“All of a sudden everything went black. I felt like somebody had hit me on the head with a big club…. When I came to my senses…my ears were singing like a steam whistle was inside them…. I noticed the air was very bad and when I tried to light a candle, it wouldn’t light.” The air pipe was no longer pumping fresh air.
“I figured our only chance was to dig up to the surface.” But the others in his crew, all former coal miners, “couldn’t think of anything but that 80-foot shaft straight down.”
Glode, however, knew it was not that far. “It’s something to be an Indian, after all. You look at a piece of country and it’s like a picture in your mind. I remembered the long dip of the ground between our front-line trench and the Germans. I keep picking away, the air got worse and worse…. At last, I struck with a shovel and went through turf and there was daylight and a rush of cold air.”
But he had come up in no man’s land. The trapped tunnellers were waiting for nightfall to chance an escape when they heard a tapping sound from the collapsed air pipe—a rescue party.
After a few days’ rest, the crew started again. “The whole job took about a year,” said Glode. “We then worked for 20 days carrying explosives in metal boxes that must have weighed about 50 pounds [23 kilograms] each. We knew the tunnels were to be blown. When the time came, we were all watching from the top of a little hill.”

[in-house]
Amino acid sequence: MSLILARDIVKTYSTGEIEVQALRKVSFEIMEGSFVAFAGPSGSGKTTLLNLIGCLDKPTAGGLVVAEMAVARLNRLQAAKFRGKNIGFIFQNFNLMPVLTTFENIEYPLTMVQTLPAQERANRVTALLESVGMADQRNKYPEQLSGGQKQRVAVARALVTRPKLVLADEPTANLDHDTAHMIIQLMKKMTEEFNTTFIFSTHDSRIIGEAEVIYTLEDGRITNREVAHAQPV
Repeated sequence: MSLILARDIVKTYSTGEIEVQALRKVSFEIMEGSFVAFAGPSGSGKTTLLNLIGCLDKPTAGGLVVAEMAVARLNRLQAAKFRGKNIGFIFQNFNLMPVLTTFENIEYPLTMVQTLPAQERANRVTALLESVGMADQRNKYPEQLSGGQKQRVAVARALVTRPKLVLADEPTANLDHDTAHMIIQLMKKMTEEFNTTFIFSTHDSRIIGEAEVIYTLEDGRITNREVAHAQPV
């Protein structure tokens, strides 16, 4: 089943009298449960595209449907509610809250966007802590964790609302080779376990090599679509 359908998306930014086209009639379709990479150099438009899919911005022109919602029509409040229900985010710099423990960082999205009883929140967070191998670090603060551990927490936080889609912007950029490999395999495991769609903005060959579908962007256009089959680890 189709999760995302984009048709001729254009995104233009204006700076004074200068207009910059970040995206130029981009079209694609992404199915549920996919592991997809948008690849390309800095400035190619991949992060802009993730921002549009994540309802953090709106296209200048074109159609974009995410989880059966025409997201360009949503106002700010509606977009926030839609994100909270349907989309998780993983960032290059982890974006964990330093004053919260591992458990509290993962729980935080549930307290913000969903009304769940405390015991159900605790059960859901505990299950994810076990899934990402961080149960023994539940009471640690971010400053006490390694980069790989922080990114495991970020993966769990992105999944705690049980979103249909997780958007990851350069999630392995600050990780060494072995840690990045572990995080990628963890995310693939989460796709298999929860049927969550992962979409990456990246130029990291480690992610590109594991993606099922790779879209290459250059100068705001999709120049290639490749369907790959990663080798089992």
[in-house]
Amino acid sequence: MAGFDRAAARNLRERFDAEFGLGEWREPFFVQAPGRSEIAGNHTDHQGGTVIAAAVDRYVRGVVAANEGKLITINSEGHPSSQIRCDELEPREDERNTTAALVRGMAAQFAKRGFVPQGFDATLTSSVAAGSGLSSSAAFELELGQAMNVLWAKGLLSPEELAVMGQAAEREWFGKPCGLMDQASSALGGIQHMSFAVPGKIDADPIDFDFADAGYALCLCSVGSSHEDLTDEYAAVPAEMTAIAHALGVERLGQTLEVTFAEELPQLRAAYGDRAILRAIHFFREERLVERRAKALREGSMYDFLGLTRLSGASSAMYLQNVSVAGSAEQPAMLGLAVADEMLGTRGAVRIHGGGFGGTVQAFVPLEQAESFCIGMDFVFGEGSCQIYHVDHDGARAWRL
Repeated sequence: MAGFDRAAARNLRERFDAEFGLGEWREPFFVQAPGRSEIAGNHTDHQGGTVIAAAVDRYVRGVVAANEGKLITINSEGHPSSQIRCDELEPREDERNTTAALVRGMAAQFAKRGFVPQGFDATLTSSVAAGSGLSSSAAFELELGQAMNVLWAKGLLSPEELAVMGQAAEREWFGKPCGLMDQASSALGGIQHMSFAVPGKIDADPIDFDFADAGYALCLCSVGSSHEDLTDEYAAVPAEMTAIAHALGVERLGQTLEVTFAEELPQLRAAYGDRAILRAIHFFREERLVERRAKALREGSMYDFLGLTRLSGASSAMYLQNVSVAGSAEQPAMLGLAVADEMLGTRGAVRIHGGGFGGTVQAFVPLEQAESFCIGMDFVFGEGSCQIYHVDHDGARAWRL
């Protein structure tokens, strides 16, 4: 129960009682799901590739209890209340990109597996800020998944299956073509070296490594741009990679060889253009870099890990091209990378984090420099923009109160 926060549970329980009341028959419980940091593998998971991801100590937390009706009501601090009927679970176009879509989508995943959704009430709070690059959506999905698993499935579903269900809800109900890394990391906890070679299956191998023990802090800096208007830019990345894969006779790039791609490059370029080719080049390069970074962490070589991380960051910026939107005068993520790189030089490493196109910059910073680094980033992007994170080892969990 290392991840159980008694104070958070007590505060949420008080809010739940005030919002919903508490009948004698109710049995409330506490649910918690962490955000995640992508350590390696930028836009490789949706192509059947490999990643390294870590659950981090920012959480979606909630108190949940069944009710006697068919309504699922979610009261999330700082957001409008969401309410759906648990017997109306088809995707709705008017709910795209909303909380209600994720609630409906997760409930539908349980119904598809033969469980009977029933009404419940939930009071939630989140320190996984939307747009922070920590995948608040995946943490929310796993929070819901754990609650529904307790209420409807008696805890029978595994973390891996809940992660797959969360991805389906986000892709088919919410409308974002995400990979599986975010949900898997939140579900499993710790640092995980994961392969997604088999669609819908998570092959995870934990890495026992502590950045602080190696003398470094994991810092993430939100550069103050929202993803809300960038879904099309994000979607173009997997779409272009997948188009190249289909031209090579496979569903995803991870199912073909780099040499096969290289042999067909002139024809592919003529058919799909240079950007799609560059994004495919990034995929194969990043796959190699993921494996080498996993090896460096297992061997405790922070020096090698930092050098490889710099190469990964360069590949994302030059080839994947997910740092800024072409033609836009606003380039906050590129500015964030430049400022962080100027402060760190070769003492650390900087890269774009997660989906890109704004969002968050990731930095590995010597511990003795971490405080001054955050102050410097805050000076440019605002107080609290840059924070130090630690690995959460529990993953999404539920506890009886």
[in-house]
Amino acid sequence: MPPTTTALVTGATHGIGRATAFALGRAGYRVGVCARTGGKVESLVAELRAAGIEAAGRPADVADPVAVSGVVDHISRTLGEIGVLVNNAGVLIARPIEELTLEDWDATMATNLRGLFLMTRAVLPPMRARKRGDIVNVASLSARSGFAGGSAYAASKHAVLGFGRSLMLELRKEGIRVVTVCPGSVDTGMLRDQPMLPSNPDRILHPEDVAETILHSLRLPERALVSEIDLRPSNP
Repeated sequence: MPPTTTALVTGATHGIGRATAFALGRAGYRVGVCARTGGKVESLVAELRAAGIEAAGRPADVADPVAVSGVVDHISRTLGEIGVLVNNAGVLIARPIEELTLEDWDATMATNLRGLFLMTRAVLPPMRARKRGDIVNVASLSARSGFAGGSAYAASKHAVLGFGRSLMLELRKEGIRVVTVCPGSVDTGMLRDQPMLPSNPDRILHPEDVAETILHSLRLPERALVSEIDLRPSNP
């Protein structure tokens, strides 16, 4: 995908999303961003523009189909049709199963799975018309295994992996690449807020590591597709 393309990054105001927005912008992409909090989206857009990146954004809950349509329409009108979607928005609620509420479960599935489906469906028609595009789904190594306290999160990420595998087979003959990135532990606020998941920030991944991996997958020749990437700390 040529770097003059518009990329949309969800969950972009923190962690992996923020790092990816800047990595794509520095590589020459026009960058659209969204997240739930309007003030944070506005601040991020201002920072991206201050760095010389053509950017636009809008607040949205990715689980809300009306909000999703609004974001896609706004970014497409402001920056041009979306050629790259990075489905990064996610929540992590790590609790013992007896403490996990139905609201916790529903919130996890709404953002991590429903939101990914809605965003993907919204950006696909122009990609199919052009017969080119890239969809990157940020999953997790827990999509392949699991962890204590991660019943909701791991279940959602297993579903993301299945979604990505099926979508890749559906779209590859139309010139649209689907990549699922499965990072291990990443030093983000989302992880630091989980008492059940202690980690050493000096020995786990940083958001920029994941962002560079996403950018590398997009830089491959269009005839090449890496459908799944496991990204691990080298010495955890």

Glode’s work won him promotion to sergeant. After the war, he returned to guiding hunting and fishing parties. He died Oct. 25, 1957, at Camp Hill Hospital in Halifax, aged 79.
The scars covering Joseph Roussin’s body attested to the dangerous work of reconnaissance scouts. Scouts left the safety of the trench to get information about the enemy: where they were, in what strength, and with what weapons.
Lumberjack Roussin, a Mohawk from Kanesatake in Quebec, enlisted in 1915 and served in the 22nd (French Canadian) Battalion, affectionately nicknamed the Van Doos. He carried out a single-handed attack against eight enemy soldiers in the Battle of Hill 70 near Lens, France, on Aug. 15, 1917, killing five, taking three prisoners, and earning the Military Medal.
“One of the scouts from the Van Doos has been wounded,” says a translation of Joseph Chaballe’s Histoire du 22e Bataillon. “Roussin, an Indian, is
the most wounded man in the regiment, perhaps the entire British Army. This one will earn him a ninth wound stripe…he’s patched up and heads back to his post!”
Isolation prevented many Inuit from enlisting, but it is estimated that at least 15, mostly from Labrador, served in the 1st Newfoundland Regiment, mainly as snipers and scouts.